Min Ila: Summary of Education Results After the First Few Months of Implementation

Jacobus de Hoop, UNICEF Office of Research–Innocenti
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Lebanon has one of the highest per-capita ratios of registered refugees in the world. Most Syrian refugees arrived with limited savings and have struggled to earn steady incomes to meet their families’ basic needs, such as food, health care, and shelter. This sudden influx has created an education crisis in Lebanon that affects Syrian and vulnerable Lebanese children.

In the 2016–17 school year, UNICEF Lebanon, in partnership with the World Food Programme and in cooperation with the Lebanese Ministry of Education and Higher Education, started Min Ila, a cash transfer program for displaced Syrian children in the governorates of Mount Lebanon and Akkar. The program is designed to address the income-related barrier to school attendance alongside existing interventions addressing non-income constraints.

This policy brief provides a summary of the preliminary education impacts generated by the No Lost Generation/Min Ila cash transfer program during the first few months of implementation. The Min Ila cash transfer substantively increased attendance rates for children in second shift schools in the pilot governorates of Akkar and Mount Lebanon—the schools within which the programme operates. While there is suggestive evidence that Min Ila increased enrollment in second shift schools, in line with administrative enrolment data that suggest higher enrolment in pilot areas, we are currently unable to definitively attribute this increase to the programme. The program impacts on school enrolment appear to be dampened by the limited capacity of second shift schools to register all of the children who wanted to enroll, hence also limiting the number of children who could register for the cash transfer.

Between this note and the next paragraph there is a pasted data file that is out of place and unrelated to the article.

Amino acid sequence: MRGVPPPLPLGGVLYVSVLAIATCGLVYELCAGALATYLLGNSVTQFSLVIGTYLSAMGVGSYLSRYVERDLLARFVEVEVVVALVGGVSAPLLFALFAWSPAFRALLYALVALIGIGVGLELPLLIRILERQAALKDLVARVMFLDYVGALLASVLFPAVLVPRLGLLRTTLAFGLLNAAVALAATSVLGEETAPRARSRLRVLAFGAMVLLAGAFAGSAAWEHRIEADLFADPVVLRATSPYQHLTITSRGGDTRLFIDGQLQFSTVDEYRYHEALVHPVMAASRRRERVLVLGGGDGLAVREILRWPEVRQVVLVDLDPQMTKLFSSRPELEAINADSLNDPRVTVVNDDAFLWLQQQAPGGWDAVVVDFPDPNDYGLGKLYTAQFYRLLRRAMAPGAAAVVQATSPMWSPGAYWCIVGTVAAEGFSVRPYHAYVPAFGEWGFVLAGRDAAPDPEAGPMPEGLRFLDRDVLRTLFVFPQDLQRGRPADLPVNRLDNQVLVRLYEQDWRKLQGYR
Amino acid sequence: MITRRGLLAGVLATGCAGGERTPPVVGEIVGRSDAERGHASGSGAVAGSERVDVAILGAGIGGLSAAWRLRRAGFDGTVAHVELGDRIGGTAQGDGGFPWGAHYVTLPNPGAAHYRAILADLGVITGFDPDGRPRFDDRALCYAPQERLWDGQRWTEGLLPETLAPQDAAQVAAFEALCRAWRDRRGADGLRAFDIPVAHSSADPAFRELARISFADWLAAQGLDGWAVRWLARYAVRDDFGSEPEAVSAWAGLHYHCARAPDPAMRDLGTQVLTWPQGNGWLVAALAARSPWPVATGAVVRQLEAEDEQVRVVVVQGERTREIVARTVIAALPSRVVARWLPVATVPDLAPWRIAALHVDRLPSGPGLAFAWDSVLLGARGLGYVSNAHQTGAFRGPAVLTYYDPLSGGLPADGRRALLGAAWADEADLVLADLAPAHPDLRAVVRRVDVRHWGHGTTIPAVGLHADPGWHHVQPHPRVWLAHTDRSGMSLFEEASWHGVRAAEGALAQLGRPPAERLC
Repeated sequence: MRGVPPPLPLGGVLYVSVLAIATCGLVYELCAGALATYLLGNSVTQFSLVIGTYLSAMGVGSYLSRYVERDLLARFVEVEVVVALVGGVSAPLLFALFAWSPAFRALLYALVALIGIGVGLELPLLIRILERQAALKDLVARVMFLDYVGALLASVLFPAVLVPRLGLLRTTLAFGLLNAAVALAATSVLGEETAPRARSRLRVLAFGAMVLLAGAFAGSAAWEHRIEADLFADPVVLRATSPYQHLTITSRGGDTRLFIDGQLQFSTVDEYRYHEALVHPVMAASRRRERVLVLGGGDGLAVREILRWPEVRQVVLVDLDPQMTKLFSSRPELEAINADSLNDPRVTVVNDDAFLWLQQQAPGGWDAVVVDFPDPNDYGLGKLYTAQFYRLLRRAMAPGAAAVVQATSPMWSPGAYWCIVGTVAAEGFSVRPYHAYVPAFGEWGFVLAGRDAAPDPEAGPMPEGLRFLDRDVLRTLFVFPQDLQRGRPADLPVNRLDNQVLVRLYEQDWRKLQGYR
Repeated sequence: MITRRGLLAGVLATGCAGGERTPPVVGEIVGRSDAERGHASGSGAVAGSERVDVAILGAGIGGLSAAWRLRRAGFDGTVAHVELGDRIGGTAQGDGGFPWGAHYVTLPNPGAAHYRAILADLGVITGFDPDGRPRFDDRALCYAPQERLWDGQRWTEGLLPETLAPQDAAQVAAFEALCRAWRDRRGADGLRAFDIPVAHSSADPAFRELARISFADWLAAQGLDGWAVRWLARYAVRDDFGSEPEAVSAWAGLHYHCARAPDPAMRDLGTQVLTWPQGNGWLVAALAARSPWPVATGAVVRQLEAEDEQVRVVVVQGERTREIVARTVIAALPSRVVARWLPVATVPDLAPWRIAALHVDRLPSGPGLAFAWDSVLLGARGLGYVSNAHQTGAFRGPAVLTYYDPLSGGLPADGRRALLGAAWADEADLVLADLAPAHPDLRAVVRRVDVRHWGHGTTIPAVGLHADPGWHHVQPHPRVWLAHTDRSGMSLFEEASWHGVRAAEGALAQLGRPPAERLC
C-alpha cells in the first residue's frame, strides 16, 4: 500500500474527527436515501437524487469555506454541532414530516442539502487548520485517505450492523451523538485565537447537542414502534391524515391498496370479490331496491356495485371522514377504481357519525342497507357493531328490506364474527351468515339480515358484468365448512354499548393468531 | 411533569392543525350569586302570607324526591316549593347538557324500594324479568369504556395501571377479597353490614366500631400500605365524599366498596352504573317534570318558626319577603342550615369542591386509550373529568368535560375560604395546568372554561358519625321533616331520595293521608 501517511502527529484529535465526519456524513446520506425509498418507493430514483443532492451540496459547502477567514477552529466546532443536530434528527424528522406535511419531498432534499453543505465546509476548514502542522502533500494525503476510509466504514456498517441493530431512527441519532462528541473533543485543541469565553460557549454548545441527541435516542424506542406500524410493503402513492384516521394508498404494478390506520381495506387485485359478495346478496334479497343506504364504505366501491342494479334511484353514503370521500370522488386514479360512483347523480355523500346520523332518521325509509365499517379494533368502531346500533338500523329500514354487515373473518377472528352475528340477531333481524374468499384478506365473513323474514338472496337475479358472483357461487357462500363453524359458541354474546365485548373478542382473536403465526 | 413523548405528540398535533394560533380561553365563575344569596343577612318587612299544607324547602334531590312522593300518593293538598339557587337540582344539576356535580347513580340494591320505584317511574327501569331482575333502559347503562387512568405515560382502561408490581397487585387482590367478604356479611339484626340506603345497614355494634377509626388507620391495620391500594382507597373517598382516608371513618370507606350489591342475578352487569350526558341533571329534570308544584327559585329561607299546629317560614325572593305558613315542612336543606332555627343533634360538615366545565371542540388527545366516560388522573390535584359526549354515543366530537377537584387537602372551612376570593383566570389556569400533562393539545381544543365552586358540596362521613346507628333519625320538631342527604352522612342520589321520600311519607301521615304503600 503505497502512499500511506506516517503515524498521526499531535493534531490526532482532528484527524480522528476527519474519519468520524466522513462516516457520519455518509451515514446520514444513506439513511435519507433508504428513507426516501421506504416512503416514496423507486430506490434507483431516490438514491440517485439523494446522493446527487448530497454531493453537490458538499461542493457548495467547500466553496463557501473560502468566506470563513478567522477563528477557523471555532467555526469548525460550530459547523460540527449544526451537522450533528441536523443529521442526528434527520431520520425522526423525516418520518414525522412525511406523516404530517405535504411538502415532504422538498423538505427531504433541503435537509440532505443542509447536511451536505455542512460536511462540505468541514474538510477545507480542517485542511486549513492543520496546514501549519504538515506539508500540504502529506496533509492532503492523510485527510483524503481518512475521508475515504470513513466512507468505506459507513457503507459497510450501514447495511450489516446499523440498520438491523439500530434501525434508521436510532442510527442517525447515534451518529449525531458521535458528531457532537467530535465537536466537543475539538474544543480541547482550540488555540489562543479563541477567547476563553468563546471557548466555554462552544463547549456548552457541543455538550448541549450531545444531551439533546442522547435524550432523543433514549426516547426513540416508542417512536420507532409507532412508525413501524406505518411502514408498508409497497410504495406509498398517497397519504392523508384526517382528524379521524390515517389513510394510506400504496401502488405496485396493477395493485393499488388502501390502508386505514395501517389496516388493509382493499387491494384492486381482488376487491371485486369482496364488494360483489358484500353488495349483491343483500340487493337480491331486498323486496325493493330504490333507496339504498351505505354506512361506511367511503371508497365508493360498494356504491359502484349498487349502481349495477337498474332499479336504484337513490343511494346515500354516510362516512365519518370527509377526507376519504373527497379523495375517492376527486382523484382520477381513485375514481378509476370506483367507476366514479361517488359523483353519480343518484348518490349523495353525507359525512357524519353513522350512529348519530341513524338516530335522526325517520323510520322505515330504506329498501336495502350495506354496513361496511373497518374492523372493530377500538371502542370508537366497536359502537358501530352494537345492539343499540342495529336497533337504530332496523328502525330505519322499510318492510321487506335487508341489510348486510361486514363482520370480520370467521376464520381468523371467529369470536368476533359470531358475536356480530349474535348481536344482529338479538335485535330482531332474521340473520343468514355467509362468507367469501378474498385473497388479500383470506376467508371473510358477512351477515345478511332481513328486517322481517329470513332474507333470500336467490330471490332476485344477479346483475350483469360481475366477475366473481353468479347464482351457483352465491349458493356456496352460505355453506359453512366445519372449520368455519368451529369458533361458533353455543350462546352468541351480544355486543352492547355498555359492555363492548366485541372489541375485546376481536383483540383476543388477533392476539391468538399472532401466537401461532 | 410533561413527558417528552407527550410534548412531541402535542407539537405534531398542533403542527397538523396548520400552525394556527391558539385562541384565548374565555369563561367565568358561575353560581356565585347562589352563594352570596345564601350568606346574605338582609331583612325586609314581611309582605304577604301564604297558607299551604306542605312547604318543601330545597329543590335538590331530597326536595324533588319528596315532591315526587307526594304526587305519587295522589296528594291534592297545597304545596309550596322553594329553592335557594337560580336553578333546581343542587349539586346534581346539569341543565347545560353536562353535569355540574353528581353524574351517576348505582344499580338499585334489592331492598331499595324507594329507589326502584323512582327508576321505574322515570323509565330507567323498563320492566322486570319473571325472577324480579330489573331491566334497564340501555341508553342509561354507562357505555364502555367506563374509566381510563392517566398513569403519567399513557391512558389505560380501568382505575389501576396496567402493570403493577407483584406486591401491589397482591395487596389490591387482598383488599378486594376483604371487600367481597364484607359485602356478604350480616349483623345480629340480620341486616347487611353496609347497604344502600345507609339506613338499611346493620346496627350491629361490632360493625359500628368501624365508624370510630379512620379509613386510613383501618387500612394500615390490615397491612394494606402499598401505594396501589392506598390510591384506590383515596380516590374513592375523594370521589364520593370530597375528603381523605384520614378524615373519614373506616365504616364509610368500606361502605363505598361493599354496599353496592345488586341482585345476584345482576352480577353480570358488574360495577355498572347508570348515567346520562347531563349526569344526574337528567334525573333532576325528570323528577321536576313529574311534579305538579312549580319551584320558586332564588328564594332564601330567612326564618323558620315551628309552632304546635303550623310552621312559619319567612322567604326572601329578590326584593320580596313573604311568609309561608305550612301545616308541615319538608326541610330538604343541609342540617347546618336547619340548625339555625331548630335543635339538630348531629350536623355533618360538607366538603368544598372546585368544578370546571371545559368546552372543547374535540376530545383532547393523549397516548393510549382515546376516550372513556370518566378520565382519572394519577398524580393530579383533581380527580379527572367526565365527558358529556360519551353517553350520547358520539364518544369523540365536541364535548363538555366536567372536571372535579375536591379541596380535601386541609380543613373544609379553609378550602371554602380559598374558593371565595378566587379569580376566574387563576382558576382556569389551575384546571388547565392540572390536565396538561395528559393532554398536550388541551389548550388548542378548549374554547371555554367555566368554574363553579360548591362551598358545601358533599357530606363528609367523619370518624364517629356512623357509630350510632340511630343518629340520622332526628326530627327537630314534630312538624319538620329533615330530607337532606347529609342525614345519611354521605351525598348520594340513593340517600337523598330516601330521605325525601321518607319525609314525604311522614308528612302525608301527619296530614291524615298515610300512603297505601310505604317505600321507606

The administrative enrollment data show that while enrollment increased 41% in 2016–17 in non-pilot governorates, enrollment increased 51% in pilot governorates, even given the supply capacity constraints. In short, more children go to second shift school overall, and of these children, those from pilot areas spend significantly more time in the classroom. These findings are preliminary. More analysis and administrative data are needed to gain a deeper understanding of the program’s effects.

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